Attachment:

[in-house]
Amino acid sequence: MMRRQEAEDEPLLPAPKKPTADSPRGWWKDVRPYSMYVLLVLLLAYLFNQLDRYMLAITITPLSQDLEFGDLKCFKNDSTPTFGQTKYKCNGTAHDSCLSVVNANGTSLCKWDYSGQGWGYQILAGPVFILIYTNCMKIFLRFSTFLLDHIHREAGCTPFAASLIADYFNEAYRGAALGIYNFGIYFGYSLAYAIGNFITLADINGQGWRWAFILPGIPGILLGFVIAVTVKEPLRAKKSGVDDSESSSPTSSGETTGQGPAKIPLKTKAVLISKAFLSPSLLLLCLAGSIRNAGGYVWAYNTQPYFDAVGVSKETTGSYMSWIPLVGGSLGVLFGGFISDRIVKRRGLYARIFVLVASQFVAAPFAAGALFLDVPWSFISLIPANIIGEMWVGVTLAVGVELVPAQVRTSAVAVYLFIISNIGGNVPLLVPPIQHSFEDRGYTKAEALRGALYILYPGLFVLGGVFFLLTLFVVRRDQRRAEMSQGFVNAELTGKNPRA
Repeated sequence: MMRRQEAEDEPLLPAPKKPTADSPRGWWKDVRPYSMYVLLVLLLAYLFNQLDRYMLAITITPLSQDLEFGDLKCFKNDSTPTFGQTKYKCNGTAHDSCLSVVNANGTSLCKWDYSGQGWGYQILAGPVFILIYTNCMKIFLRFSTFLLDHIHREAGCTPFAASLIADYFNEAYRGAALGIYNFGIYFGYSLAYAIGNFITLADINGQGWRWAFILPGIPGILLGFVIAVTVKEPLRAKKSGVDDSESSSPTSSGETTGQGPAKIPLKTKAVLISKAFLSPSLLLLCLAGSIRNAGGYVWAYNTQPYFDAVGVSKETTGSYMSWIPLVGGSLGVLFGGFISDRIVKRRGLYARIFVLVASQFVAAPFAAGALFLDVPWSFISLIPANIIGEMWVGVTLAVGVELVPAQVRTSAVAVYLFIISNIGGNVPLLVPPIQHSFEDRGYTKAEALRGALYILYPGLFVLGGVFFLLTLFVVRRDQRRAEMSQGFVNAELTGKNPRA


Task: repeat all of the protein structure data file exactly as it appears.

[in-house]
Amino acid sequence: MMRRQEAEDEPLLPAPKKPTADSPRGWWKDVRPYSMYVLLVLLLAYLFNQLDRYMLAITITPLSQDLEFGDLKCFKNDSTPTFGQTKYKCNGTAHDSCLSVVNANGTSLCKWDYSGQGWGYQILAGPVFILIYTNCMKIFLRFSTFLLDHIHREAGCTPFAASLIADYFNEAYRGAALGIYNFGIYFGYSLAYAIGNFITLADINGQGWRWAFILPGIPGILLGFVIAVTVKEPLRAKKSGVDDSESSSPTSSGETTGQGPAKIPLKTKAVLISKAFLSPSLLLLCLAGSIRNAGGYVWAYNTQPYFDAVGVSKETTGSYMSWIPLVGGSLGVLFGGFISDRIVKRRGLYARIFVLVASQFVAAPFAAGALFLDVPWSFISLIPANIIGEMWVGVTLAVGVELVPAQVRTSAVAVYLFIISNIGGNVPLLVPPIQHSFEDRGYTKAEALRGALYILYPGLFVLGGVFFLLTLFVVRRDQRRAEMSQGFVNAELTGKNPRA
Repeated sequence: MMRRQEAEDEPLLPAPKKPTADSPRGWWKDVRPYSMYVLLVLLLAYLFNQLDRYMLAITITPLSQDLEFGDLKCFKNDSTPTFGQTKYKCNGTAHDSCLSVVNANGTSLCKWDYSGQGWGYQILAGPVFILIYTNCMKIFLRFSTFLLDHIHREAGCTPFAASLIADYFNEAYRGAALGIYNFGIYFGYSLAYAIGNFITLADINGQGWRWAFILPGIPGILLGFVIAVTVKEPLRAKKSGVDDSESSSPTSSGETTGQGPAKIPLKTKAVLISKAFLSPSLLLLCLAGSIRNAGGYVWAYNTQPYFDAVGVSKETTGSYMSWIPLVGGSLGVLFGGFISDRIVKRRGLYARIFVLVASQFVAAPFAAGALFLDVPWSFISLIPANIIGEMWVGVTLAVGVELVPAQVRTSAVAVYLFIISNIGGNVPLLVPPIQHSFEDRGYTKAEALRGALYILYPGLFVLGGVFFLLTLFVVRRDQRRAEMSQGFVNAELTGKNPRA